Much like Uber, when your time with Michael Dowse’s new film Stuber is over, you’ll be happy your ticket price was fixed and that the meter wasn’t running. Though this new action-comedy starring Kumail Nanjiani and Dave Bautista is a brisk 93 minutes, it’ll feel like a one star Uber ride that has you stuck in traffic. There isn’t anything egregiously bad about Stuber. However, it is another victim of a summer movie season that has been largely devoid of any quality. Stuber is just ultimately forgettable.

Nanjiani plays Stu in the film, a man who works at a sporting goods store and drives for Uber part time. Bautista is the archetypical tough guy detective, Vic. He loses his partner (Karen Gillan) to a heroin dealer (Iko Uwais) in a very poorly shot action sequence that serves as the films prologue. There’s virtually no logic to the sequence of events and right from the get go, the script seems lost. Its shaky cam action scenes ensure it is nearly impossible to decipher what is happening.

As Vic moves on six months later, he can’t let the case go, and his superior (Mira Sorvino) advises him to take time off. After getting Lasik surgery he gets a convenient break in the case but he can’t drive. In comes Stu, and a predictable ride from hell series of events is set in motion. Nanjiani and Bautista have okay chemistry. It is never unwatchable, but you get the sense that there isn’t that spark that is crucial to the buddy comedy.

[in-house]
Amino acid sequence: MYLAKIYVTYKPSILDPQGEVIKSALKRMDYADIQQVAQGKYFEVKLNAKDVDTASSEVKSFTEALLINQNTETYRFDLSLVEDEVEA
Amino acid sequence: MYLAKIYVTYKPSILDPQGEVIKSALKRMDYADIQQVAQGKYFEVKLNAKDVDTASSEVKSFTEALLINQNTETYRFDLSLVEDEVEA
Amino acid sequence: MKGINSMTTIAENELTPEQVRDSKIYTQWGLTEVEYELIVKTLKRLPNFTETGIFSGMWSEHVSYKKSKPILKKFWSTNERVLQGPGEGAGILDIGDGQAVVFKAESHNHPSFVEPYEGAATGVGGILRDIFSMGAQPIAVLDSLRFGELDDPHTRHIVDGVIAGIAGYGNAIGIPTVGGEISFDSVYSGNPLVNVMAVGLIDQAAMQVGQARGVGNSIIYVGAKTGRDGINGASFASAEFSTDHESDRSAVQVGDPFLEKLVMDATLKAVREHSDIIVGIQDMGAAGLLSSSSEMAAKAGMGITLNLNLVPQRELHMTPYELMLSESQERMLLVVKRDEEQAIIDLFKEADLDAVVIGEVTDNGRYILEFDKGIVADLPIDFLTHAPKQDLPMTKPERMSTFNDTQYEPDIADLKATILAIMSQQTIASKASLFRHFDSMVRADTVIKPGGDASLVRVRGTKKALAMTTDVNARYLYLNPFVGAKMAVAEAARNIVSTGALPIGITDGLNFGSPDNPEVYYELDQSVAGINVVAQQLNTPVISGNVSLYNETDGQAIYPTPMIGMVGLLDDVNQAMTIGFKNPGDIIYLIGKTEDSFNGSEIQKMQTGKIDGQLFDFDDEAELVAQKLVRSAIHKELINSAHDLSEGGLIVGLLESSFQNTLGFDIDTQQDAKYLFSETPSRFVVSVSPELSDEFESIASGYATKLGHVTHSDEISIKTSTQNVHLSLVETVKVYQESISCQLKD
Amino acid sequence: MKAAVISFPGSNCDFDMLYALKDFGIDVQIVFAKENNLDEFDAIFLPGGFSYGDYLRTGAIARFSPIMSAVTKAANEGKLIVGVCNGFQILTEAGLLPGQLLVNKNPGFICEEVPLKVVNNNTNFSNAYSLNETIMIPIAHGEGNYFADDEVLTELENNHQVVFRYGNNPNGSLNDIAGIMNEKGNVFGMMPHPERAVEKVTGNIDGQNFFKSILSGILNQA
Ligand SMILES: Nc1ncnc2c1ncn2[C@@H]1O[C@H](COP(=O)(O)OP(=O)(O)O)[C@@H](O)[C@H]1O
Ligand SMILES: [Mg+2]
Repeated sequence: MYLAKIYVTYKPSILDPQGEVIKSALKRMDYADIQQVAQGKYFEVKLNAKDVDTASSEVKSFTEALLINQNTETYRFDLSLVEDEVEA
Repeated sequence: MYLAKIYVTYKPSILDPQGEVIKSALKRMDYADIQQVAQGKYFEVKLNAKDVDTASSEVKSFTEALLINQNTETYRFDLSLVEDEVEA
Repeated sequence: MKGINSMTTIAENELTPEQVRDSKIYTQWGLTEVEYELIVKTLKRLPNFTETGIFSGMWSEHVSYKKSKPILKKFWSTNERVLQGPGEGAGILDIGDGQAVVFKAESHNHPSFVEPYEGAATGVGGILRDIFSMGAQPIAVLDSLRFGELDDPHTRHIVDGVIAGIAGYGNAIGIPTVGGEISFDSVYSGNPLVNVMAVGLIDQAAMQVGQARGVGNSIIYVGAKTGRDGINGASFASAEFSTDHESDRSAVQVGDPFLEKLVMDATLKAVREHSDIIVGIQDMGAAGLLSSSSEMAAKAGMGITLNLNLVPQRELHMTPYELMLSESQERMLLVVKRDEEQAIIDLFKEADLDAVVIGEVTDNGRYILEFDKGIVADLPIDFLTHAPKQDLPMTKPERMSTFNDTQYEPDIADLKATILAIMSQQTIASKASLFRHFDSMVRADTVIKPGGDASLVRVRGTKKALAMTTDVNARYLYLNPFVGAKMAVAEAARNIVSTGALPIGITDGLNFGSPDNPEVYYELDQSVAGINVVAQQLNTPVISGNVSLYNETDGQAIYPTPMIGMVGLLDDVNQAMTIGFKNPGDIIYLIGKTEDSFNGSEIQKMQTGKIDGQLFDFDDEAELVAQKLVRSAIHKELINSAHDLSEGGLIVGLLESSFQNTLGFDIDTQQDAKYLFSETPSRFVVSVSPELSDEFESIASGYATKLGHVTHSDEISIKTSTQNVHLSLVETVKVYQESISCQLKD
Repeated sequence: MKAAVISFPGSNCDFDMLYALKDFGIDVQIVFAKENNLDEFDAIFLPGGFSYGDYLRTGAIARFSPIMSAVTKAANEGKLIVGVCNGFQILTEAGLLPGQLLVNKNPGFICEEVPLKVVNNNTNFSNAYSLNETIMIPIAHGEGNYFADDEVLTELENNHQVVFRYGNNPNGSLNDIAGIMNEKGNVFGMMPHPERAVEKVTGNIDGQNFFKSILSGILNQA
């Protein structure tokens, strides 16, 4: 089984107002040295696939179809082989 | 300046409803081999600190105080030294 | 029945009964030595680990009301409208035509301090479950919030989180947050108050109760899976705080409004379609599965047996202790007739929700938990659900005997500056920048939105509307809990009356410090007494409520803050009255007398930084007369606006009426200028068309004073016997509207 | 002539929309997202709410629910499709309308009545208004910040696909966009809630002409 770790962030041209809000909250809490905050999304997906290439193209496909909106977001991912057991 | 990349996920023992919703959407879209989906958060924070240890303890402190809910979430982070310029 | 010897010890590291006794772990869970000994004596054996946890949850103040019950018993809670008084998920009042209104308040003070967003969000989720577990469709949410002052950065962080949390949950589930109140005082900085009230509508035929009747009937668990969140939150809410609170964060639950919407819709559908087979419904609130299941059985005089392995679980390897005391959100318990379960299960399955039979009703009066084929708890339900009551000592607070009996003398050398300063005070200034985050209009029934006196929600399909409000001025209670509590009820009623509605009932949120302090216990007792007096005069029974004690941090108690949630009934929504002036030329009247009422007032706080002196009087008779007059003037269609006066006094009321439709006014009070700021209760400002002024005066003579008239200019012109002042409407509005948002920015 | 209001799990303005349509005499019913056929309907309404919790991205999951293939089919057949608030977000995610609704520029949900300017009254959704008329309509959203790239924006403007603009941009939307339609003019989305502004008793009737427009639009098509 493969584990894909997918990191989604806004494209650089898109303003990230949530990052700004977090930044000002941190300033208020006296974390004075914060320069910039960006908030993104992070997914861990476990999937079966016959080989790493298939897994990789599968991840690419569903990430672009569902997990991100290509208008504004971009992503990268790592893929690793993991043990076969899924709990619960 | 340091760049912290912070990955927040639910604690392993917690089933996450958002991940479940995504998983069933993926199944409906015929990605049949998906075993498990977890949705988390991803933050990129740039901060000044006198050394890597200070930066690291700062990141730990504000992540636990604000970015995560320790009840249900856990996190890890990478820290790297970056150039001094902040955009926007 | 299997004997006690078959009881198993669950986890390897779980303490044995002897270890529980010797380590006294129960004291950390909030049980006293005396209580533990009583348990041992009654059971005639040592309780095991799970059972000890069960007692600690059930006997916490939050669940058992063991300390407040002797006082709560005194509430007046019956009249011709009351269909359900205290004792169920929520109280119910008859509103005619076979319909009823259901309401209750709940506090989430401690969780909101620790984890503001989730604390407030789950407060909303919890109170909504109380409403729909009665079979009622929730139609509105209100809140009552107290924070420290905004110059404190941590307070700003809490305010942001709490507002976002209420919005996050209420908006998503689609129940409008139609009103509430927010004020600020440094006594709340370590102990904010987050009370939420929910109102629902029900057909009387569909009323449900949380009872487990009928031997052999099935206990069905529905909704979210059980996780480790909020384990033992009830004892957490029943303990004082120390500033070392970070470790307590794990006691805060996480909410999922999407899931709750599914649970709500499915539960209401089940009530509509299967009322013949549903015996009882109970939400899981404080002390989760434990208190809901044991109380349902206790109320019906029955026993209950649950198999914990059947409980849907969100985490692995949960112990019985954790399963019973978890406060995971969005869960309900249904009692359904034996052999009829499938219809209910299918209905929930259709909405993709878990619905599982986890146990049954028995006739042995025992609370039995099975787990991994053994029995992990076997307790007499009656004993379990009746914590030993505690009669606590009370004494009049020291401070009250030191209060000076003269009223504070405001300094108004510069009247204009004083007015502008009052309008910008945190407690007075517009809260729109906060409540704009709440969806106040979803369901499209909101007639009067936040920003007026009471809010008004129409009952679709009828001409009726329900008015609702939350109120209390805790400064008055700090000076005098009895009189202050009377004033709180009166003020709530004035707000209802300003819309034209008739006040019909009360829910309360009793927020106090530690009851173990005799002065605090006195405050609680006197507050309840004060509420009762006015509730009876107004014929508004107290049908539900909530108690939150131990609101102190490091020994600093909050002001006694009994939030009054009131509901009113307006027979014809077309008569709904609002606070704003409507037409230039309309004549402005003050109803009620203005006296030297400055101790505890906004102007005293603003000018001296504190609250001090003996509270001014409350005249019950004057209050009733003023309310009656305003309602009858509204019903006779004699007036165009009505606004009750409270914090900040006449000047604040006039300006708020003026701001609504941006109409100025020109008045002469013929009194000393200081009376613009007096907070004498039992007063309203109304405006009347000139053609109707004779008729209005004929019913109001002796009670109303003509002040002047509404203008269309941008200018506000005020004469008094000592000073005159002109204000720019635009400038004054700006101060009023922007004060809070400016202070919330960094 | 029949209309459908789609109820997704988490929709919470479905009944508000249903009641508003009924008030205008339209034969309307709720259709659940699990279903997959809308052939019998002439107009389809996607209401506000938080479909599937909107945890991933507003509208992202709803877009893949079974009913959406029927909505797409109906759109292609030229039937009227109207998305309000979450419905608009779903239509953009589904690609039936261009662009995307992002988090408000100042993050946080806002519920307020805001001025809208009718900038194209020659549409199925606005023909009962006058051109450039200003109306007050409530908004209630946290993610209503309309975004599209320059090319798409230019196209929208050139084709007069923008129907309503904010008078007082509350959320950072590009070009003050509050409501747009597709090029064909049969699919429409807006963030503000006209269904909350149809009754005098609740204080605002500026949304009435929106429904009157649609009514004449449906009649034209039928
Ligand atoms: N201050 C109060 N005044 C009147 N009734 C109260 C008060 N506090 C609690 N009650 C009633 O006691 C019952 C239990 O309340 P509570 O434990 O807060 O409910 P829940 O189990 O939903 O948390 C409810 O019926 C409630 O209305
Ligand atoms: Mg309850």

Even the films subplots are bit hackneyed. Stu is dealing with his feelings for a girl who basically has him in the friend-zone, Becca played by GLOW’s Betty Gilpin. At the same time, Vic is the typical no-time-for-family cop who essentially neglects his daughter. Neither of the plot threads are particularly interesting and the script mashes them together in an unnatural and unsatisfying way.

Stuber wants to be Lethal Weapon but never rises to the fun style or quality of the former from a writing perspective. And, to a large degree, the two leads just don’t have the chemistry that Glover and Gibson did. It isn’t that every action movie has to be the same. But with Stuber, nothing is unique. It’s a tried and true conceit with nothing to add to its long line of predecessors that are just flat out better films.

Nanjiani and Bautista work with what they are given. Both actors have done better material and, will likely continue to do better material in the future. As a stand alone entity however, Stuber doesn’t work, and I found myself never truly laughing at anything in the film. Its gimmicks get old after a while particularly the running five-star rating obsession that Stu has. Stuber will eventually find its way on to cable network or streaming site and garner an audience. As studios try desperately to find more reasons to bring people to the theater, Stuber won’t change the minds of those who prefer the Netflix experience.

Have you seen Stuber? Or will you wait for an at home viewing? Let me know what you think!